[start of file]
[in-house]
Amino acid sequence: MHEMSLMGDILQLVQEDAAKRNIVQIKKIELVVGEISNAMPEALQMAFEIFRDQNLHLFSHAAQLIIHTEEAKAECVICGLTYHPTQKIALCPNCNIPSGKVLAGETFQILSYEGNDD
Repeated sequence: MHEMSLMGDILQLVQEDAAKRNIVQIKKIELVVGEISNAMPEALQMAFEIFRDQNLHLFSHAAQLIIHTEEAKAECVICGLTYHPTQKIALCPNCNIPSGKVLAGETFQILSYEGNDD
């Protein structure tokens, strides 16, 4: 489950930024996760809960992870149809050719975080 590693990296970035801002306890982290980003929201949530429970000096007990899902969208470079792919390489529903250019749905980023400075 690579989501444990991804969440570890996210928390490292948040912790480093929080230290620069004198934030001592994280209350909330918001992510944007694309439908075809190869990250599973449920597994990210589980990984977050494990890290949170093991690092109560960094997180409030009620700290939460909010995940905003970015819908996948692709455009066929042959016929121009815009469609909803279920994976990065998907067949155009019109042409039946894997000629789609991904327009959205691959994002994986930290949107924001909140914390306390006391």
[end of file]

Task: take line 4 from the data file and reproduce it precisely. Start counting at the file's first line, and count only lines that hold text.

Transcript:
């Protein structure tokens, strides 16, 4: 489950930024996760809960992870149809050719975080 590693990296970035801002306890982290980003929201949530429970000096007990899902969208470079792919390489529903250019749905980023400075 690579989501444990991804969440570890996210928390490292948040912790480093929080230290620069004198934030001592994280209350909330918001992510944007694309439908075809190869990250599973449920597994990210589980990984977050494990890290949170093991690092109560960094997180409030009620700290939460909010995940905003970015819908996948692709455009066929042959016929121009815009469609909803279920994976990065998907067949155009019109042409039946894997000629789609991904327009959205691959994002994986930290949107924001909140914390306390006391």